I haven't looked at the Grand Canyon on a sectional yet, but I know that it is definitely big enough (by far) so that someone could fly a plane under the level of the rim and stil meet all of clearance requirements for VFR flight.

Is it legal, and safe to take an airplane into the canyon?

  • $\begingroup$ anyone know the the minimum safe altitude for the area, my guess it is well above the rim $\endgroup$ – ratchet freak Aug 14 '14 at 16:11
  • $\begingroup$ Anecdote alert: Having learned to fly in SoCal it was discussed, and according to a few people its restricted along its length - the reason given was to protect the livelihood and safety of pleasure flights lest any private pilot within a day's outing range go for a pleasure cruise $\endgroup$ – Jamiec Aug 14 '14 at 16:13
  • $\begingroup$ Apparently it's legal if you're the President (or, at least, you can make it legal in that case.) A tour guide on a tour I took there a little over a year ago recalled seeing one of the VC-25s (yes, a 747) flying through the canyon when a President was visiting. IIRC, it was Clinton. $\endgroup$ – reirab Jan 30 '15 at 5:22

The answer is: no, normal flights are not allowed under the canyon rim.

If you look at the sectional chart, you see this notice:

Sectional Chart Note

Searching through the CFR (Title 14, Part 91) brings up this Special Federal Aviation Regulation No. 50-2 - Special Flight Rules in the Vicinity of the Grand Canyon National Park, AZ.

Ther is also Supbart U of Part 93.

The Subpart U regulations seem to be the most current applicable regulations (please correct me if I am wrong).

The rule applies to everything under 18,000 feet MSL within an area around the park (like the chart says).

Except in an emergency or if otherwise necessary for safety of flight, or unless otherwise authorized by the Flight Standards District Office for a purpose listed in 93.309, no person may operate an aircraft in the Special Flight Rules Area within the following flight-free zones:

It then describes the four zones: Desert View, Bright Angel, Toroweap/Shinumo, Sanup Flight-free Zone. You can't fly through these, but between them are "corridors" in which you are allowed to fly above a certain altitude. See this map for locations of the Flight-Free Zones and corridors.

There are also minimum sector altitudes for different areas, including the corridors, which are going to be the main thing preventing you from flying very low. The altitudes are different for commercial air tours versus transient and general aviation.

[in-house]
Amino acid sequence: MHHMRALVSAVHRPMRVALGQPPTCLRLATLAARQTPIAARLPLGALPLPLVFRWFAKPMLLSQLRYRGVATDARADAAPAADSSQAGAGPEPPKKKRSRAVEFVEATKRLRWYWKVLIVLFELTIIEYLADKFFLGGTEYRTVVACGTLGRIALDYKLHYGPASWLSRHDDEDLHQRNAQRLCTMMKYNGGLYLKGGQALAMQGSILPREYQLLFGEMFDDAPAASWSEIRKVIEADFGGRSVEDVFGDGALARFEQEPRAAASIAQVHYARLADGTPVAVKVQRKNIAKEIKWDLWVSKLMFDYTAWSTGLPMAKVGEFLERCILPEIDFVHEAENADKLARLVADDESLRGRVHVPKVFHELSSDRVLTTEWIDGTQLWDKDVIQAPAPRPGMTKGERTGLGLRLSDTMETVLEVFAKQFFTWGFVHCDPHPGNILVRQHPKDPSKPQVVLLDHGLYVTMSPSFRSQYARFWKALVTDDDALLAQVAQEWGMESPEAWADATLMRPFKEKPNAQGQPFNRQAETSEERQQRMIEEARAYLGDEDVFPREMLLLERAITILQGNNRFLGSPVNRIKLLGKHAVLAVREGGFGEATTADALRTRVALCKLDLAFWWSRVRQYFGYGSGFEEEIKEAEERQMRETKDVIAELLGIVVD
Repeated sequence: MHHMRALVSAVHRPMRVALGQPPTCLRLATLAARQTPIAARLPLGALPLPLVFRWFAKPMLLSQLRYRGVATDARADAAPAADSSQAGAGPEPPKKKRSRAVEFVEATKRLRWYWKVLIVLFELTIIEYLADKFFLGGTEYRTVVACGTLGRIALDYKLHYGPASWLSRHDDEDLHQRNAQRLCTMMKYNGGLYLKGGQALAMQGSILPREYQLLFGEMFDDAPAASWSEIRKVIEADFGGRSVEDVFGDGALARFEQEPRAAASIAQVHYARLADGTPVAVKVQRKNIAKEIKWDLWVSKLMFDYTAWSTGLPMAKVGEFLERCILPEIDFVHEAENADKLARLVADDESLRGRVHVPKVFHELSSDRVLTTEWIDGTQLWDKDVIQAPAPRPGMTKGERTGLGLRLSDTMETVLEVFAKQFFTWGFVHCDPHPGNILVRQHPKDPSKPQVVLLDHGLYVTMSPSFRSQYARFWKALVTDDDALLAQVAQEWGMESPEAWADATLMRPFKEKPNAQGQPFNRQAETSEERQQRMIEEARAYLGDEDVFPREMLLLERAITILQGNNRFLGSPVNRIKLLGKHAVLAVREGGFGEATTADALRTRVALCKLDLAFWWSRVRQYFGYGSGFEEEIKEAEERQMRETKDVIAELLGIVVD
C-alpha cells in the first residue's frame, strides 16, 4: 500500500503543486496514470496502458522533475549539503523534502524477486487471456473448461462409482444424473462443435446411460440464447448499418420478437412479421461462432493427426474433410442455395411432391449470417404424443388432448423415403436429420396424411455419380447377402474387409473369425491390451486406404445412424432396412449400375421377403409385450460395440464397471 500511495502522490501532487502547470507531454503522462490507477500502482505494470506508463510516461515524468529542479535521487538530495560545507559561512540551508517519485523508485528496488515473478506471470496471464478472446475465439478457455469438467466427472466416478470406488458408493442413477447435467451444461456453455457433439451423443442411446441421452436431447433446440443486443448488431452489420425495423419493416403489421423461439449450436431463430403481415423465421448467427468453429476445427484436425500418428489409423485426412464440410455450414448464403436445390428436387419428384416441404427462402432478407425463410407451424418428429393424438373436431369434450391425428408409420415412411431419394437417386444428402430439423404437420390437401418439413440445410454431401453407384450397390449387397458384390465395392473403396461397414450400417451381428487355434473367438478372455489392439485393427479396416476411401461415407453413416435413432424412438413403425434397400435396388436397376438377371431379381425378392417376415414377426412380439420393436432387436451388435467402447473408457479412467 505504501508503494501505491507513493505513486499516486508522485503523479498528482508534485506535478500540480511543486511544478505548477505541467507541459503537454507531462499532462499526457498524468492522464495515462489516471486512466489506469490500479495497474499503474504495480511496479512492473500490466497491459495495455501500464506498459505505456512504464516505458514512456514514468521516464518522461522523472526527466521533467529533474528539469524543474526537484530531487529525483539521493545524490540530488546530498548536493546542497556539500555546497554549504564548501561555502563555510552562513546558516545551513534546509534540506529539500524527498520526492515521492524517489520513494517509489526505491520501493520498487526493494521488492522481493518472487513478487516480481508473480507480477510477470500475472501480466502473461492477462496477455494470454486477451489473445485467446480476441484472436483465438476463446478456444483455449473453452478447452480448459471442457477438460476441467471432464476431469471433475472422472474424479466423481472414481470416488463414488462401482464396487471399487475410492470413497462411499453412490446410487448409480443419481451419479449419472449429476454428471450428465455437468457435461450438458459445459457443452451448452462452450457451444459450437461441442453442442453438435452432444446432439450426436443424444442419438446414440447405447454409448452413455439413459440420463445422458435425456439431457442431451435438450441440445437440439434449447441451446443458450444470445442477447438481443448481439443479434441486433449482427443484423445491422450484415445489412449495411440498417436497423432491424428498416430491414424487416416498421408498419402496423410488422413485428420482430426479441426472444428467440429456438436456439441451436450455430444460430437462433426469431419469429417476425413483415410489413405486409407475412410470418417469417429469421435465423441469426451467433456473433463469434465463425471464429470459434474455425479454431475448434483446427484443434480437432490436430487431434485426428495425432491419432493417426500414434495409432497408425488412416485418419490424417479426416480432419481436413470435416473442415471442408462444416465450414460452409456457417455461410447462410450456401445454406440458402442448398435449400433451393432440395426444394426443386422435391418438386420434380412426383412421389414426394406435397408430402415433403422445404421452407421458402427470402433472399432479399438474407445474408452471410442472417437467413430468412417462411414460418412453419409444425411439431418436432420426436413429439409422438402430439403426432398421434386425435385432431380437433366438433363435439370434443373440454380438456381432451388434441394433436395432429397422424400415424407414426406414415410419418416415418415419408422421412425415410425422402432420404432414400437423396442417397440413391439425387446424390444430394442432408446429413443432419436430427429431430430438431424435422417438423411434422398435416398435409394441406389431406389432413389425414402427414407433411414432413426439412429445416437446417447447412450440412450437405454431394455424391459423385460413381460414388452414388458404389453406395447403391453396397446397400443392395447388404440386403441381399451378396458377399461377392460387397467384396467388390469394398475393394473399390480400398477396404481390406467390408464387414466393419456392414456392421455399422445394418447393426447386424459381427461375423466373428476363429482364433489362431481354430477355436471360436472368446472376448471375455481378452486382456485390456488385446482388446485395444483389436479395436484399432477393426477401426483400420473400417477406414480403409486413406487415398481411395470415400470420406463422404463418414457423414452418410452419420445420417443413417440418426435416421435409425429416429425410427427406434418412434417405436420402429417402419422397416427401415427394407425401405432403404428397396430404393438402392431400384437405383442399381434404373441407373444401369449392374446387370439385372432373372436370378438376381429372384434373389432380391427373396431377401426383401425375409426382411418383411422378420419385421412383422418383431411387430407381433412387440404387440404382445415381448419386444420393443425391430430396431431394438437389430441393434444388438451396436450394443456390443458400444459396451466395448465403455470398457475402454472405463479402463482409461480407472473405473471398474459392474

no person may operate an aircraft within 500 feet of any terrain or structure located between the north and south rims of the Grand Canyon.

There are also noise limits depending on the aircraft type.

For some info on the background of these rules, see this NPS study.

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  • $\begingroup$ Your link gives the altitude limit as 14,500 ft: Quote That airspace extending upward from the surface up to but not including 14,500 feet MSL. What is right, 14,500 or 18,000 ft? $\endgroup$ – Peter Kämpf Aug 14 '14 at 19:44
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    $\begingroup$ The linked map has the answer: Flights below 18,000 ft are restricted and the excluded areas (flight free zones) end at 14,500 ft. Also, seasonally the exclusion altitude can be raised to 18,000 ft (permanently, if the National Park Service has its way). $\endgroup$ – Peter Kämpf Aug 14 '14 at 20:46
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    $\begingroup$ I think the 18,000' notation basically means: "if you're going to be below 18,000', this chart is not for you; get the Grand Canyon chart which has all the details. $\endgroup$ – Edward Falk Sep 29 '15 at 23:22

It is generally not legal to fly into the Grand Canyon - there is a SFRA (Special Flight Rules Area) over much of the canyon which is designed to keep General Aviation traffic from annoying tourists (and away from the commercial air tour operators). For both GA and commercial tours there are altitude restrictions which keep flights well above the canyon rim.
(You can download a chart of the Grand Canyon SFRA from the FAA)

Were it legal it probably would not be the safest idea anyway: Inside the canyon there are strong, often unpredictable winds. The conditions would be similar to flying a mountain pass, but with substantially less clearance between your wings and the canyon wall in some places.

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Safe maybe, but not legal. Not anymore - the helicopter tours did fly into the canyon years ago, but it became illegal in 1987, prompted by a mid-air collision in 1986. A Special Federal Aviation Regulations (SFAR) was adopted which regulates traffic below 14,500 ft MSL. This height limit can be raised seasonally to 18.000 ft, and only commercial tour operators are allowed to fly below. For GA traffic three small north-south lanes allow crossing at 10,500 (southbound) rsp. 11,500 ft (northbound). Now even the number of fixed wing and helicopter tour flights is restricted to reduce noise.

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